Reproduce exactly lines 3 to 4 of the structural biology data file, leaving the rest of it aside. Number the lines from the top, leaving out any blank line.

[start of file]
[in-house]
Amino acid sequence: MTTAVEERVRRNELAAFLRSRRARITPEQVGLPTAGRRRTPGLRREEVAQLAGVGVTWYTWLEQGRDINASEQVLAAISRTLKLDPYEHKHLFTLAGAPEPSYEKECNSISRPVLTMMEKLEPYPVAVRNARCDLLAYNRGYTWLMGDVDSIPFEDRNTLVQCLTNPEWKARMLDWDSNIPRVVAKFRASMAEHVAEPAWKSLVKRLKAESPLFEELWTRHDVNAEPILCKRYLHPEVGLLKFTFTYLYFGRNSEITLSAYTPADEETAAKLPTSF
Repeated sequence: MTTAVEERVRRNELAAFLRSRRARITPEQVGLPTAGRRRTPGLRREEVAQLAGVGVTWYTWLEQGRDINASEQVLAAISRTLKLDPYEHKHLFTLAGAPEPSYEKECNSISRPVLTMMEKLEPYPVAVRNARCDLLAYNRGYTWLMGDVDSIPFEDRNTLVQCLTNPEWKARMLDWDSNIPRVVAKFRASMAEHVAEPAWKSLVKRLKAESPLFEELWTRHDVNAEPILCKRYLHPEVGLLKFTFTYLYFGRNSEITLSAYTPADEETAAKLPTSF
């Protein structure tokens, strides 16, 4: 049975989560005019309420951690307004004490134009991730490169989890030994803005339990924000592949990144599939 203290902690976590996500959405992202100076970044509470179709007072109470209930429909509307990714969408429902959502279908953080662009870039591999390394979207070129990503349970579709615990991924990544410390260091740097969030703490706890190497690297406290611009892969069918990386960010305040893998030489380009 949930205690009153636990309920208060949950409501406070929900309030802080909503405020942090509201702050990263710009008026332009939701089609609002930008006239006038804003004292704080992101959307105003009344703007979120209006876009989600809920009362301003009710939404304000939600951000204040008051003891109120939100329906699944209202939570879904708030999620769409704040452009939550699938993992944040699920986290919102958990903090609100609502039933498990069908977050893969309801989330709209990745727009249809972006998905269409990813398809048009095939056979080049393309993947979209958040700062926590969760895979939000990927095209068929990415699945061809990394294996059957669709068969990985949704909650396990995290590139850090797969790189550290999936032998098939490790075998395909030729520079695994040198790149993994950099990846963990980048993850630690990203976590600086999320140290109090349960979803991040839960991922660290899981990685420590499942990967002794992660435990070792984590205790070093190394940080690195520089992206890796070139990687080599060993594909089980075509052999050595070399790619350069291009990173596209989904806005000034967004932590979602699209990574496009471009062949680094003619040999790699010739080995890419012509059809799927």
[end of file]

Repeated sequence: MTTAVEERVRRNELAAFLRSRRARITPEQVGLPTAGRRRTPGLRREEVAQLAGVGVTWYTWLEQGRDINASEQVLAAISRTLKLDPYEHKHLFTLAGAPEPSYEKECNSISRPVLTMMEKLEPYPVAVRNARCDLLAYNRGYTWLMGDVDSIPFEDRNTLVQCLTNPEWKARMLDWDSNIPRVVAKFRASMAEHVAEPAWKSLVKRLKAESPLFEELWTRHDVNAEPILCKRYLHPEVGLLKFTFTYLYFGRNSEITLSAYTPADEETAAKLPTSF
């Protein structure tokens, strides 16, 4: 049975989560005019309420951690307004004490134009991730490169989890030994803005339990924000592949990144599939 203290902690976590996500959405992202100076970044509470179709007072109470209930429909509307990714969408429902959502279908953080662009870039591999390394979207070129990503349970579709615990991924990544410390260091740097969030703490706890190497690297406290611009892969069918990386960010305040893998030489380009 949930205690009153636990309920208060949950409501406070929900309030802080909503405020942090509201702050990263710009008026332009939701089609609002930008006239006038804003004292704080992101959307105003009344703007979120209006876009989600809920009362301003009710939404304000939600951000204040008051003891109120939100329906699944209202939570879904708030999620769409704040452009939550699938993992944040699920986290919102958990903090609100609502039933498990069908977050893969309801989330709209990745727009249809972006998905269409990813398809048009095939056979080049393309993947979209958040700062926590969760895979939000990927095209068929990415699945061809990394294996059957669709068969990985949704909650396990995290590139850090797969790189550290999936032998098939490790075998395909030729520079695994040198790149993994950099990846963990980048993850630690990203976590600086999320140290109090349960979803991040839960991922660290899981990685420590499942990967002794992660435990070792984590205790070093190394940080690195520089992206890796070139990687080599060993594909089980075509052999050595070399790619350069291009990173596209989904806005000034967004932590979602699209990574496009471009062949680094003619040999790699010739080995890419012509059809799927």